29. 29. Expected Learning Outcomes…based on our past workshops…<br />This workshop has been very useful…. teaching how to conduct research together with local citizens, providing new ideas for the attendees, and providing information that can be passed to the next generation of researchers. <br /> -Workshop Attendee<br />
    30. 30. Activities and progress on objective 3: Integrated plan & database framework<br />Activities<br />Develop an integrated plan and database framework<br />Progress<br />Co-PI’s Laituri and Fine currently designing the framework<br />Will use the USDA ARS’s DIMA database as the platform for ecological data entry<br />As part of MOR2, team members presented the integrated database concept at a Data Management Workshop on March 24.<br />
    31. 31. Conceptual Model<br />
    32. 32. Sampling<br />Social Organization/<br />Governance<br />Spatial Scale/<br />Ecological & Physical<br />Levels of Organization<br />National Government<br />Country<br />Ecological Zone<br />Aimag<br />Watershed<br />Soum Government<br />Soum Administrative<br />Boundaries<br />Bag<br />CBRM Group or Traditional<br />“Neighborhood”<br />Grazing Territory<br />Winter Camps &<br />Pastures<br />Khot Ail<br />Household<br />Ecological Plots<br />Person<br />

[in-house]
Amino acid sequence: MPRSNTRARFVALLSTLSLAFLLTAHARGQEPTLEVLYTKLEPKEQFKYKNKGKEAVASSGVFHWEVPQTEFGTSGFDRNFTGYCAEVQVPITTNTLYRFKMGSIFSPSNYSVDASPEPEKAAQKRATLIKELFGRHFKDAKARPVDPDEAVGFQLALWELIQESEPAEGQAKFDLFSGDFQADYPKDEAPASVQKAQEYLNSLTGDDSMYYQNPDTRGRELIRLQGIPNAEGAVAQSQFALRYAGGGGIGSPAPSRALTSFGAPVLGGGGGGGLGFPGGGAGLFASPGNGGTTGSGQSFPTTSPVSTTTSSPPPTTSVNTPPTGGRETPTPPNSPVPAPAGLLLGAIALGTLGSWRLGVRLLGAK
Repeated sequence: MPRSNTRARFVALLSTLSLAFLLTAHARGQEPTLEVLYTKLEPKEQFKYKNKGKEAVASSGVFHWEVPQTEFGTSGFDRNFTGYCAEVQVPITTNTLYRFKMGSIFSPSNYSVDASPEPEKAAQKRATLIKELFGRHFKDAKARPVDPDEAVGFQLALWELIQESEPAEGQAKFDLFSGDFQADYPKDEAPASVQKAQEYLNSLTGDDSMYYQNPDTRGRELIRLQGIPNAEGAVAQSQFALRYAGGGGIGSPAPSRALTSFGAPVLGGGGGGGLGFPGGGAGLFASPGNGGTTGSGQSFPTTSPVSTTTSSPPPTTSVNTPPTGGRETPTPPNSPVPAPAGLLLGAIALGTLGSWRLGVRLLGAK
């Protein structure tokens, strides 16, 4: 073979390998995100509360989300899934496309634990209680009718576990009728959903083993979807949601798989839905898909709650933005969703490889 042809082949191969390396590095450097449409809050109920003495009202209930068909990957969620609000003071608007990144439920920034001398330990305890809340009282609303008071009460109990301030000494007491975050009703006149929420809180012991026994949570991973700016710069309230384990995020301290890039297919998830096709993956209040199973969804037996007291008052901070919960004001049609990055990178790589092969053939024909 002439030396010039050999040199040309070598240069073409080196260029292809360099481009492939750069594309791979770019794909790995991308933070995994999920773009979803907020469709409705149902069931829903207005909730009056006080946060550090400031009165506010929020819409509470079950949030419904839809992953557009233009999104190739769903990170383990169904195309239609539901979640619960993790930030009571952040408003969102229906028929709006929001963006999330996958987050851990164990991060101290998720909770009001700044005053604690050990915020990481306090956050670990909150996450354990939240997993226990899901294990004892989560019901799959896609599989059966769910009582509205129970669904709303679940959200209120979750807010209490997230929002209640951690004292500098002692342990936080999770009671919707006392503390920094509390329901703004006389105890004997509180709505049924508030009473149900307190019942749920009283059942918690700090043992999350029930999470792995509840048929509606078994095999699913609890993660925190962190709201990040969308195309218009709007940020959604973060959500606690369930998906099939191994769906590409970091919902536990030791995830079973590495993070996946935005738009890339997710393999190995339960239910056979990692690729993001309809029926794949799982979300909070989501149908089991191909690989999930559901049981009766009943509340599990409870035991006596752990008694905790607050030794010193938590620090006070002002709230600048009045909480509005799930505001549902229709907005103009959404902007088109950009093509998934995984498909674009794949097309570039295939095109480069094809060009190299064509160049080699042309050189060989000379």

33. 33. Challenges encountered and lessons learned<br /><ul><li>Lots of leveraging gained by attaching a small seed grant to a larger research project
    34. 34. But change of CRSP geographic focus will lose this advantage
    35. 35. May be strong connections between this work and other larger CSRP projects, so inclusion of this project team in future CRSP workshops and meetings would be useful</li></li></ul><li>Next steps<br /><ul><li>Translation of literature review into English
    36. 36. Rangeland monitoring workshop, 15-18 June 2011
    37. 37. Wildlife indicators workshop, August 2011
    38. 38. Completion of database testing in summer and fall 2011</li></li></ul><li>Emerging issues, knowledge gaps<br /><ul><li>Global indigenous pastoral network sharing indigenous adaptations and measuring indigenous indicators of climate change
    39. 39. New pastoral income streams through developing and testing environmental markets for pastoral communities, including water, carbon and biodiversity
    40. 40. Pastoral women and adaptations to climate change</li></li></ul><li>Thank you!!<br />